With the conclusion of an unprecedented yearlong expedition to the North Pole called MOSAiC, data from instruments installed on an Arctic ice floe are available to the scientific community to improve models that predict the environmental future of the planet.
Researchers at Oak Ridge National Laboratory were part of an international team that collected a treasure trove of data measuring precipitation, air particles, cloud patterns and the exchange of energy between the atmosphere and the sea ice. The data were captured by a suite of 63 instruments from the Department of Energy's Atmospheric Radiation Measurement User Facility. ORNL has processed these measurements and made massive amounts of observational data easily accessible and usable for climate modelers.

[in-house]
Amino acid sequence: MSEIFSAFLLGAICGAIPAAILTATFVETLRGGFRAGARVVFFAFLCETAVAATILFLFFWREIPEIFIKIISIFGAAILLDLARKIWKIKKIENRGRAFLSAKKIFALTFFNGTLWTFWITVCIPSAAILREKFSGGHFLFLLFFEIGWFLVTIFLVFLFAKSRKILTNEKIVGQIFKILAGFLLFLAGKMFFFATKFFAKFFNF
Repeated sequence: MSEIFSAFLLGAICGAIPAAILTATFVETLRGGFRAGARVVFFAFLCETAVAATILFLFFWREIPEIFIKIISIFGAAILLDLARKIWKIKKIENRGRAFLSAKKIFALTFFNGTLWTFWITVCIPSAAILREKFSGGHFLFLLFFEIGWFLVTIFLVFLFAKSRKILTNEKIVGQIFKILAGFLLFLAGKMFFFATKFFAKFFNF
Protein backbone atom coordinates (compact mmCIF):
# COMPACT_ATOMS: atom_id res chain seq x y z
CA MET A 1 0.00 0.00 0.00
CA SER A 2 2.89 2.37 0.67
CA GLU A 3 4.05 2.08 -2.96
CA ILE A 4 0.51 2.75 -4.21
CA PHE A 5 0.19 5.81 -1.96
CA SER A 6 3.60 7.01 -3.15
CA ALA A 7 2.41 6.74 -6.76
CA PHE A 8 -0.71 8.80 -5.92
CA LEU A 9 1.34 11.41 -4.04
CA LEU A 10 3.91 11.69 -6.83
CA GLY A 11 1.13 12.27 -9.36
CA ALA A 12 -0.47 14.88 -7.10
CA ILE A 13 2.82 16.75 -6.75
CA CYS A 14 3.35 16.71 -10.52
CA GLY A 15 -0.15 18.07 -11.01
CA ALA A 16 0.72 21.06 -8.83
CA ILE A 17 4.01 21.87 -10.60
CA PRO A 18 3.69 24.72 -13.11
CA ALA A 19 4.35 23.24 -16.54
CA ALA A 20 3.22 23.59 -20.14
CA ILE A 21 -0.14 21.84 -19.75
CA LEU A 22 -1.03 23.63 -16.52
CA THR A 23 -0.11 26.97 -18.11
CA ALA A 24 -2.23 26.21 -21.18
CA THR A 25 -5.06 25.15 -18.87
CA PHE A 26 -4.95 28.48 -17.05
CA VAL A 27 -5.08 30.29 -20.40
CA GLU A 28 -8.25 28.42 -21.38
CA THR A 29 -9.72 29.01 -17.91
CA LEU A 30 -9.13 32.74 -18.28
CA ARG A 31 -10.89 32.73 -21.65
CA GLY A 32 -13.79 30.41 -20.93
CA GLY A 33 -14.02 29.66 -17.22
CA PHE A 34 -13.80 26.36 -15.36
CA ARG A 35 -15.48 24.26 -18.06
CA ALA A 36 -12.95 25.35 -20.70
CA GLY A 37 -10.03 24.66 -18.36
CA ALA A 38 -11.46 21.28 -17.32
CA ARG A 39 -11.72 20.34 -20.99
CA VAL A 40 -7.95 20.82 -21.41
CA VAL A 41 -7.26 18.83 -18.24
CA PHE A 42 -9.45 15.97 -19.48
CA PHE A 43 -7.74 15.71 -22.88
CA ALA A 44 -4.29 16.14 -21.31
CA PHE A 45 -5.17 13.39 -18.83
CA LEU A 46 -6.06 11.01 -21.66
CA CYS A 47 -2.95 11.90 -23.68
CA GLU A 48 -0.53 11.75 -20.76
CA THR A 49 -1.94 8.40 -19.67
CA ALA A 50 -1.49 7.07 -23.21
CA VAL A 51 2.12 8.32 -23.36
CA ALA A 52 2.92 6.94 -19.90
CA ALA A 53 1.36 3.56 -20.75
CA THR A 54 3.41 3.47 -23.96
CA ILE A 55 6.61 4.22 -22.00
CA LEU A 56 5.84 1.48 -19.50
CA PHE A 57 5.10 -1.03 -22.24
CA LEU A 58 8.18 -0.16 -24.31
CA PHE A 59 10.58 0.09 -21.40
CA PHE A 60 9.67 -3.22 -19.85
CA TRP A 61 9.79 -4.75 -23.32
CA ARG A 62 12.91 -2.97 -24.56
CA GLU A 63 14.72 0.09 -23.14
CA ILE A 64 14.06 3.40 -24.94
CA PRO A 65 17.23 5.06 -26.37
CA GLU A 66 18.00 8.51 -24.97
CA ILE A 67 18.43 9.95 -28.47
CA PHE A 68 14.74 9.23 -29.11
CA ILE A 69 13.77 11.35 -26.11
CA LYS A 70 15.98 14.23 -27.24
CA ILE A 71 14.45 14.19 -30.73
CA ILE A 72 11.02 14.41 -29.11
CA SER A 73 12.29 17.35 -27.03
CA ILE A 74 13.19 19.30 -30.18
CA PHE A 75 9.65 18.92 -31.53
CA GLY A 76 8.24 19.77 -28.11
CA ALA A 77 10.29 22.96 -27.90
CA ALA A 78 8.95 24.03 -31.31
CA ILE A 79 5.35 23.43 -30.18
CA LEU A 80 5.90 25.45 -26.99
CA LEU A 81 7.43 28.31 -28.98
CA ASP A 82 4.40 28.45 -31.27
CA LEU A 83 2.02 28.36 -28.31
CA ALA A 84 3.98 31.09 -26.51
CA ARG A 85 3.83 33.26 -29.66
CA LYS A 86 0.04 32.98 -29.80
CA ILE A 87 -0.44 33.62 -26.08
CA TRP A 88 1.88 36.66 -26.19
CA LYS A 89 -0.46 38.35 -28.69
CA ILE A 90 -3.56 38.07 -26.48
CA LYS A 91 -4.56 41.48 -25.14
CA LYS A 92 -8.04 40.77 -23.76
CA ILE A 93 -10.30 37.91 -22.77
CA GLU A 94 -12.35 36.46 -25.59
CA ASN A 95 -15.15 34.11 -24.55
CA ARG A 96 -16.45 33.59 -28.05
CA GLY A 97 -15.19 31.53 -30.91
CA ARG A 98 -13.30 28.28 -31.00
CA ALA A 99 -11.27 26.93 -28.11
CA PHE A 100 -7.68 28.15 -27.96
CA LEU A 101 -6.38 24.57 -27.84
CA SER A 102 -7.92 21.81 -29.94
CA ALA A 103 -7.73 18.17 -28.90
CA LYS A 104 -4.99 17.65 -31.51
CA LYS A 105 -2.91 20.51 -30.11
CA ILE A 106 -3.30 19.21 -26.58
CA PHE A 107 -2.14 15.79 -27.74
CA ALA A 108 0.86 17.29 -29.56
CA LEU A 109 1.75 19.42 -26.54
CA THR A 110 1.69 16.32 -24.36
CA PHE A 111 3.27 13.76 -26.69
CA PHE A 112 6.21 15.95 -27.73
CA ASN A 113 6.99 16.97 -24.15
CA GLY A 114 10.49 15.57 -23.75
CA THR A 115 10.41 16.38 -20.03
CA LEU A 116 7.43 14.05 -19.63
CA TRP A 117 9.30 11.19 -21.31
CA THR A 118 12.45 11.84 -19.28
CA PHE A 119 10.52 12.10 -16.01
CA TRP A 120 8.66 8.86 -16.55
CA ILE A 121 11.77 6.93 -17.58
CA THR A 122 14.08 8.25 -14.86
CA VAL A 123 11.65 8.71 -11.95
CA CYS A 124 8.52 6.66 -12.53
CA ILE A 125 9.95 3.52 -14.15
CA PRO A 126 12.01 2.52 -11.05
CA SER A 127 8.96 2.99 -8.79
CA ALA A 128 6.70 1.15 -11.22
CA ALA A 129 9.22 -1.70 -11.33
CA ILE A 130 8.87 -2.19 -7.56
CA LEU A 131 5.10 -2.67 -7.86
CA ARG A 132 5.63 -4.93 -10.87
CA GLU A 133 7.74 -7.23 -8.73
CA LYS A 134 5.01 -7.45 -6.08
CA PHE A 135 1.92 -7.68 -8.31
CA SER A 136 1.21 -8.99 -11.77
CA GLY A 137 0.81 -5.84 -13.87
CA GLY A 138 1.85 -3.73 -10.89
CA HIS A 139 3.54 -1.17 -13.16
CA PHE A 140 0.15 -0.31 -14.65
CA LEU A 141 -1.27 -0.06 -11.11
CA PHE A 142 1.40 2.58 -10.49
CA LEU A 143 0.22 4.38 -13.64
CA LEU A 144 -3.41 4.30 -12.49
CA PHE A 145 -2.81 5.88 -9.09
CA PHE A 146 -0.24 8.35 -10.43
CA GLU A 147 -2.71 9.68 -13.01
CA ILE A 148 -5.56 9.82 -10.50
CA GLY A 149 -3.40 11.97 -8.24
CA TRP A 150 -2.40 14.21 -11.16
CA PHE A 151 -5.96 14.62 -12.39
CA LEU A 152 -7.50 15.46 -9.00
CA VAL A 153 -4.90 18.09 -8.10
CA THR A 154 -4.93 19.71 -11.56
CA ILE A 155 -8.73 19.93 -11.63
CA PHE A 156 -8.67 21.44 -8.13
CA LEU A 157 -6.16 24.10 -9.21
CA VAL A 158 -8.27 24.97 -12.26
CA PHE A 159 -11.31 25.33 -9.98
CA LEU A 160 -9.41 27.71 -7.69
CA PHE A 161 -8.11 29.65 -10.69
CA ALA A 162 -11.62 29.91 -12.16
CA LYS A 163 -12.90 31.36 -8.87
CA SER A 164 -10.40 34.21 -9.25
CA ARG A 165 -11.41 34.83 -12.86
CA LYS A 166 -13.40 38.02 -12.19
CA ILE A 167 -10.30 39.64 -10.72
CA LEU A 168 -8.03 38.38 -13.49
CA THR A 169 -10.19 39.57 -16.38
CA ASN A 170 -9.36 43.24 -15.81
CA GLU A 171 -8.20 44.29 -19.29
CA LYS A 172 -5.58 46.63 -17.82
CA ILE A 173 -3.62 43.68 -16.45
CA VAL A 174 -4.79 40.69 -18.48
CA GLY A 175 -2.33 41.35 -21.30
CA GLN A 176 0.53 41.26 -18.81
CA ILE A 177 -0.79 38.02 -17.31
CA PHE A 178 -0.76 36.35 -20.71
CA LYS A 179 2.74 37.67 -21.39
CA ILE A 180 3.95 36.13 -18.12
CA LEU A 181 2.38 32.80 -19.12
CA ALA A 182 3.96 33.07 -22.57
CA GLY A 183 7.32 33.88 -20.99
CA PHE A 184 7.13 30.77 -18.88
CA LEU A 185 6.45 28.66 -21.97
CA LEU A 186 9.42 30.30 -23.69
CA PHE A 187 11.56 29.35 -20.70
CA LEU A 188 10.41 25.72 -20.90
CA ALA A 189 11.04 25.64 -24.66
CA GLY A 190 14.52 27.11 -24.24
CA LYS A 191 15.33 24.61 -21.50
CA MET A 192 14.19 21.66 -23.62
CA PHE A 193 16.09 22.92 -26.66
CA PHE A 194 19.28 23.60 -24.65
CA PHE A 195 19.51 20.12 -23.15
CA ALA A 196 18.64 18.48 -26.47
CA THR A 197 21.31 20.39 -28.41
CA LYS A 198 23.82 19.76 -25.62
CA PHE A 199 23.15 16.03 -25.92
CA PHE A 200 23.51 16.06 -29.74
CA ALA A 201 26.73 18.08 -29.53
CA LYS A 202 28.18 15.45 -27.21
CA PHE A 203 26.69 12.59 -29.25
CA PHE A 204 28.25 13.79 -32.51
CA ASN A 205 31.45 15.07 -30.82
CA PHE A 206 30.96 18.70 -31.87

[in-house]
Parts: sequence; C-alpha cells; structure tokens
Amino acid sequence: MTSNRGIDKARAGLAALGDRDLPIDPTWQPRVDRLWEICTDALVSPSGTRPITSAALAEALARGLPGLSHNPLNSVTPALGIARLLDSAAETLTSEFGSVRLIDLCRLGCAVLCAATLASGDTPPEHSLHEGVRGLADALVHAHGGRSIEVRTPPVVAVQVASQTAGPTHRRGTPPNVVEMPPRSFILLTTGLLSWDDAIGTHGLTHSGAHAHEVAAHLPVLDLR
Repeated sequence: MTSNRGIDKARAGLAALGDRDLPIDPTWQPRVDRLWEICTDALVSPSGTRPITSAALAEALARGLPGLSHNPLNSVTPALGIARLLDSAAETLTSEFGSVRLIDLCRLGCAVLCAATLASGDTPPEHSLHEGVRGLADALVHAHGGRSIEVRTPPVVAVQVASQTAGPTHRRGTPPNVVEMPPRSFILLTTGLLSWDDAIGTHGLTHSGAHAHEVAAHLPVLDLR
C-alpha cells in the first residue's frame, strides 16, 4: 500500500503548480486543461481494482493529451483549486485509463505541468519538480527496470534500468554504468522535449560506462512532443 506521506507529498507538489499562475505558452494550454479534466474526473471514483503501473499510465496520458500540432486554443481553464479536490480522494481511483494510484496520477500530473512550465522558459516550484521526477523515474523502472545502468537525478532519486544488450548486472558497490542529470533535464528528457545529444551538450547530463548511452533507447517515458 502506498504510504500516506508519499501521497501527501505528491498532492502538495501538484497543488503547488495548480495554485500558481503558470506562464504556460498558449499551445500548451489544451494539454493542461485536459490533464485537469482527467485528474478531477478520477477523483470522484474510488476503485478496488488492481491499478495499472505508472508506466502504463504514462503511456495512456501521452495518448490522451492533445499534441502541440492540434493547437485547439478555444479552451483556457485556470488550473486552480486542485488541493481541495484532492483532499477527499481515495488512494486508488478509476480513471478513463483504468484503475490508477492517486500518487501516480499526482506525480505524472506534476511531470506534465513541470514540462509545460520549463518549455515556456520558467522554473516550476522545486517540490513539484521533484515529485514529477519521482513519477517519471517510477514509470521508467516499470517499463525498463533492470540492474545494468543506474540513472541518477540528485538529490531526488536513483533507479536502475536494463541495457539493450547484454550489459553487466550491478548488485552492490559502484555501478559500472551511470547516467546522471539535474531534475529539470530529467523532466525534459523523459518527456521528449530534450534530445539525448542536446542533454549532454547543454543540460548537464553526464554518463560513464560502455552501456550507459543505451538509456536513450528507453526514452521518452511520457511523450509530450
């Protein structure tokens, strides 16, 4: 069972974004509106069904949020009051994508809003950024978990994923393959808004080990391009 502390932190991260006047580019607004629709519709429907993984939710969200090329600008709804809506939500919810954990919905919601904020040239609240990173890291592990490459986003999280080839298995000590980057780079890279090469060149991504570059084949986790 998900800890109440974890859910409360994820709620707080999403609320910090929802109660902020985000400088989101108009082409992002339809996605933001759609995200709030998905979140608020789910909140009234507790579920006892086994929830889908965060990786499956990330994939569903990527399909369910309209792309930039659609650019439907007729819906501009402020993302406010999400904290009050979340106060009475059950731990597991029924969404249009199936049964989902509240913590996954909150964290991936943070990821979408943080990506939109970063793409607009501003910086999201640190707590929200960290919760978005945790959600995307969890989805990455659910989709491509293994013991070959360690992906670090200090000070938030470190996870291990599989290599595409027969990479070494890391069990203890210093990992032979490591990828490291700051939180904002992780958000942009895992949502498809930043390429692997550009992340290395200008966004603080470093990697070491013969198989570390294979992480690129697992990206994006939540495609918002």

"We've never had this type of data for the northernmost reaches of the Arctic before," said Giri Prakash, director of the ARM Data Center at ORNL. "These data will be an invaluable resource for scientists to improve predictions of global environmental changes."
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